07/20/15 – 207
Most of us are familiar with the story of the ‘wisest’ man that ever lived (except for Jesus, of course, but He had inside connections). Solomon was the son of King David. When he came to the throne of Israel, God came to him in a dream and told him to ask for whatever he wanted. He asked for wisdom so that he could rule the people well.
God was so pleased that Solomon had asked for this, He gave Solomon more wisdom than anyone could have imagined, but also gave him riches and other material things beyond compare. We don’t have the time to go into the story of Solomon in detail, but it’s interesting and sad to note that all that wisdom did nothing for anyone once he began letting other gods into His life and being disobedient to God. Many years later, the apostle James would write:
James 1:5 If any of you lacks wisdom, you should ask God, who gives generously to all without finding fault, and it will be given to you.
Think about that. How does it feel to know that you have the same opportunity for wisdom as Solomon did? This seems like a guaranteed prayer as well, doesn’t it? He will give “generously” “without finding fault”!!!! In other words, your past won’t be held against you. Why? I think it’s because God wants us to be wise. Wisdom (lived out) leads us to be better people. Wisdom (lived out) leads us to Christ. But there’s another consideration.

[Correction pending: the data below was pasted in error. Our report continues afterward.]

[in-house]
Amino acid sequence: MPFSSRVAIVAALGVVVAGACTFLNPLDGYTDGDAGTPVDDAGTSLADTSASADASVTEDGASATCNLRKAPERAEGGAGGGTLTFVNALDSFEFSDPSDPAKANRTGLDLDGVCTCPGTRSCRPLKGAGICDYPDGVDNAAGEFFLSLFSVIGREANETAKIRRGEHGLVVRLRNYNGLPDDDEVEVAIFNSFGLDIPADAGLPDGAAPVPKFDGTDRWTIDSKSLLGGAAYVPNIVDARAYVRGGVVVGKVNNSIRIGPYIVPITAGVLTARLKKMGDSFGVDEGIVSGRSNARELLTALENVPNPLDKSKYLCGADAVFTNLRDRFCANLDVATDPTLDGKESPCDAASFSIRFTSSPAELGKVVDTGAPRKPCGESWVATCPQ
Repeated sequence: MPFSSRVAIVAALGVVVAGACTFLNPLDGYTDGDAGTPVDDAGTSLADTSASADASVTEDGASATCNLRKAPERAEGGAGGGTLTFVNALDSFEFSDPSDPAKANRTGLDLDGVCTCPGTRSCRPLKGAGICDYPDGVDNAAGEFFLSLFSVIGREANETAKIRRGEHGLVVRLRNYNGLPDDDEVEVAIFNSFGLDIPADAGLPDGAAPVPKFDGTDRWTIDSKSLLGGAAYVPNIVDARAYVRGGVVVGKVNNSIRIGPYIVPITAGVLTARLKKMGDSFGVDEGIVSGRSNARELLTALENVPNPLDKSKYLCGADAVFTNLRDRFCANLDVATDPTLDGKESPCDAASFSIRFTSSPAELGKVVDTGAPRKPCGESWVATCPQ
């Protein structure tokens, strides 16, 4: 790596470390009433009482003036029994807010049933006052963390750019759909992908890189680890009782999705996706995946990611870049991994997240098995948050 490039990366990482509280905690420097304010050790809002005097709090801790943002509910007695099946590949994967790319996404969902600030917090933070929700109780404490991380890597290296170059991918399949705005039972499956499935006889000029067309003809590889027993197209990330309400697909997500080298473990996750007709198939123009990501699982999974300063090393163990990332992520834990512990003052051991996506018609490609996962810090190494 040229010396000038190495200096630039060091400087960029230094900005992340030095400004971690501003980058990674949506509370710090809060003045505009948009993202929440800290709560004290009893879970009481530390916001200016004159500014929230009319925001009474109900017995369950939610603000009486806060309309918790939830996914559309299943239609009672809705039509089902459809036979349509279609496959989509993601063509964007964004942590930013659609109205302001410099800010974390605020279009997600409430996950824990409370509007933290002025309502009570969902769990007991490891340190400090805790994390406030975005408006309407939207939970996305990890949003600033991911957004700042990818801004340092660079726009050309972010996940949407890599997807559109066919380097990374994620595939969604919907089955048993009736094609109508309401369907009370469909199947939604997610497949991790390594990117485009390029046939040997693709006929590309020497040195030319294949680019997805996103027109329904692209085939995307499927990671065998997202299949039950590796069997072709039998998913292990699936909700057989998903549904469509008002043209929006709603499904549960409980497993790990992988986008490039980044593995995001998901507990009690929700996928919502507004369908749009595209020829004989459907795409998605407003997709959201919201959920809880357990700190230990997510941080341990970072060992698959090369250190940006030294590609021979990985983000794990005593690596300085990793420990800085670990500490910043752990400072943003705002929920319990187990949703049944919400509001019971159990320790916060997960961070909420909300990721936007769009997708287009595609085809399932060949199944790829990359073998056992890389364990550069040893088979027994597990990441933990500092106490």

Proverbs 19:20 Listen to advice and accept discipline, and at the end you will be counted among the wise.
That’s Solomon telling us that gaining wisdom must be a process, not a ‘magical’ endowment. Just as knowledge is built up over time, physical strength is built by increasing exercise over time, and spiritual maturity is developed by constant spiritual ‘exercise’ (learning about God and applying it to life), so must wisdom be.
Solomon destroyed his life when he drifted away from God and began using his great gift for himself. He also ruined the lives of many others. We hear of his great wealth, we don’t often hear that it was built by making his people basically a nation of slaves. We read about his first great love in Song of Songs, and then learn he had 1000 other women. How wise is that? Maybe the real lesson here is that when God gives us a gift, we should enjoy it, but we should remember where it came from and always, always use it to glorify Him – not for our own selfish reasons.
Let’s pray that God would give us that wisdom He has promised, that He would fill our lives with those who would give us wise advice and discipline, to help us grow and strengthen in our walk with Him.